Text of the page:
Why I Journal: Guest Post #6 By Amanda Beguerie

*Hello lovely people, today we have another guest post from the amazing Amanda who is going to be talking about why she journals. I hope you all enjoy reading it.*

Journaling has been something that I've done for a long time. Whether I completely realized what I was doing or why, when I was younger, I'm not completely sure. However, I do know that keeping a somewhat-consistent journal has benefited me immensely as I've grown – both physically and spiritually.

So without further adieu, I give you five reasons why I journal.

1) Journaling helps me express myself best.

As an introvert, I think so very much – there’s proof of that on my blog – but when I’m just chatting, I find it difficult to properly say what I'm thinking.

When I'm writing and journaling, I can bring my complex thoughts onto paper or screen at my own pace and share my heart in the way that works best for me.

2) Journaling allows me to see my feelings on paper in order to properly deal with them.

We all have feelings. Some are good for us, and some are not. When I feel myself bombarded with negative feelings, such as stress, depression, or unjust anger, I can identify what they are, where they’re coming from, and how I can work through them.

As a human that doesn't like to verbally admit to her imperfections, I can write things I know are for my eyes only, come to terms with anything in need of dealing with, and actually go through with working through issues that arise.

3) Journaling shows me where I am in my life, so that when I'm a few years older, I can see how much I've grown.

I started journalling when I was eight, and wow, have I grown since then. It’s a little embarrassing to me to see what I wrote and how insignificant things were “note-worthy” to me, but it’s so cool to step into the shoes of my eight-, nine-, and ten-year old selves and remember what it felt like to live then.

As I've gotten older, my journal entries have changed a lot, as have I. For the entire month of November of 2015, I wrote in my journal every night, so it’ll be interesting to look back on that in a few years.

And when my future grand kids ask me, “What was it like to be a teenager in the olden days?” I can pull out my journals and tell so many stories – for my benefit just as much as theirs.

4) I can write as many letters as I want: letters to my future self, letters to my past self, letters to my future husband, letters to things I need to let go of.

Sometimes I just want to say something to someone I can’t mail a physical letter to.

There are some things I really wish my twelve-year-old self knew, but because I can’t get that time back, I can spend time now learning from experiences I had. Lessons learned. Lessons I want to teach my future kids. Things I can’t afford to forget.

Writing letters to my younger self helps me, and it helps me to help others younger than me that ask for advice.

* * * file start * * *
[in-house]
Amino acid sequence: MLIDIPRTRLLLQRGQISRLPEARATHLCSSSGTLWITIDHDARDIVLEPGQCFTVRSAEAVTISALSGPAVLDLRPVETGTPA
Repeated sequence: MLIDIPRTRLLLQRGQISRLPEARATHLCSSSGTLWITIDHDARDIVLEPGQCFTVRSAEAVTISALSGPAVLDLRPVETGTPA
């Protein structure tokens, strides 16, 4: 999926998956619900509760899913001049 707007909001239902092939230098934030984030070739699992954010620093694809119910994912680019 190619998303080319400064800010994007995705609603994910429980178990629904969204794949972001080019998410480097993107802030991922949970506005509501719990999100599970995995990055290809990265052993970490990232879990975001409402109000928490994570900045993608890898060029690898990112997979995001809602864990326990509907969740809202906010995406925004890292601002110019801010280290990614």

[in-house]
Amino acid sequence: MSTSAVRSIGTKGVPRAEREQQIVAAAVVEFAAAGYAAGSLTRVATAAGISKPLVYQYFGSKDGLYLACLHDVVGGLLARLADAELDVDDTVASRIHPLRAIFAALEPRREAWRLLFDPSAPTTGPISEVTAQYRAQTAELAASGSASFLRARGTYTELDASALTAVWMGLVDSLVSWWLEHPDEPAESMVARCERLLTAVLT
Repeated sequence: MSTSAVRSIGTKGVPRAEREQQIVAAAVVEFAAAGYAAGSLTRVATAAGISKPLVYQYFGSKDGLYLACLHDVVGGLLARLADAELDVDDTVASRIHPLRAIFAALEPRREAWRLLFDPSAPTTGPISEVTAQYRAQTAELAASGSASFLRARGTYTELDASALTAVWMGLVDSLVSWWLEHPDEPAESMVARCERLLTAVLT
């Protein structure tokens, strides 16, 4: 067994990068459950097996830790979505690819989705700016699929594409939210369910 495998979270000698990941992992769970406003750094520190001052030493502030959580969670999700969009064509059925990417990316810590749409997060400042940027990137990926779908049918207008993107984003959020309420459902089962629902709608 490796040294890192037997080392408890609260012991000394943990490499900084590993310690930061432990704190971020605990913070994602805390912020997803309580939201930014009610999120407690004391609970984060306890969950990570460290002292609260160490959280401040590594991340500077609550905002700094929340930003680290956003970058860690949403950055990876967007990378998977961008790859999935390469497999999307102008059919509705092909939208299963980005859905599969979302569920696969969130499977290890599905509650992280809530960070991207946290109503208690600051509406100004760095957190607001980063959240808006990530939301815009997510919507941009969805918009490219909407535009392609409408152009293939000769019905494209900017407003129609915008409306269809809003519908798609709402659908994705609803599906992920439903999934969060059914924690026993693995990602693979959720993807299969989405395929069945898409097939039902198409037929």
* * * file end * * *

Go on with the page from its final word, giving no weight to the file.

And sometimes, writing letters to things and people that haven’t happened yet help me to get things off my chest. Do I know who I'm going to marry? Nope. Not a clue. Right now, while I'm still in the dark about it, I can write letters – letters that say I'm praying for him, things I myself am learning, and about how I view things now – before he comes into the picture.

These examples, among others, are a great reason to journal – because not all letters that need to be written can actually be sent.

5) Journaling helps me to grow spiritually; when I write about my faith, my struggles, and God’s blessings, I remind myself of the presence of God in my life, how He works in the midst of difficulty, and how I've learned to trust Him.

As I said, I started journaling at age eight. It’s so cool to look back on these past eight years and see how I viewed God, myself, and others. Recently, I found a notebook in which I wrote questions about spiritual matters, and my answers to those questions as I learned them.

It’s amazing to me to look back at how simple those questions seem now, and how baffling they were to me at the time! Spiritual maturity is a process – and looking back at old scrawlings remind me of that. Everyone grows at different speeds and times, and it’s so important that we take the time to spiritually build into other people.

It fascinates to look back on my younger years and see the things I've gone through, and see how God worked in my life then. To see how I felt the peace and presence of God at every stage of my life. To see how He brought me through hardships.

And if journalling allows me to strengthen my own faith, then I'm really going for it!


Amanda Beguerie is a sixteen-year-old American girl. She blogs on Tuesdays and Saturdays on her blog, ScatteredJournalpages.com, about faith, the Christian life, and cultural issues. Amanda has a passion for sharing her faith in Jesus with the world, and loves to read, write, and edit books. She is currently homeschooled and enrolled in CollegePlus, pursuing a degree in English. Connect with her on Twitter @amanda_beguerie, on Google+ as +AmandaBeguerie, and on Pinterest @amandabeguerie.

*Hope you enjoyed reading Amanda's guest post. Please do check out her blog and say hi.
Thanks for stopping by.
God bless.*


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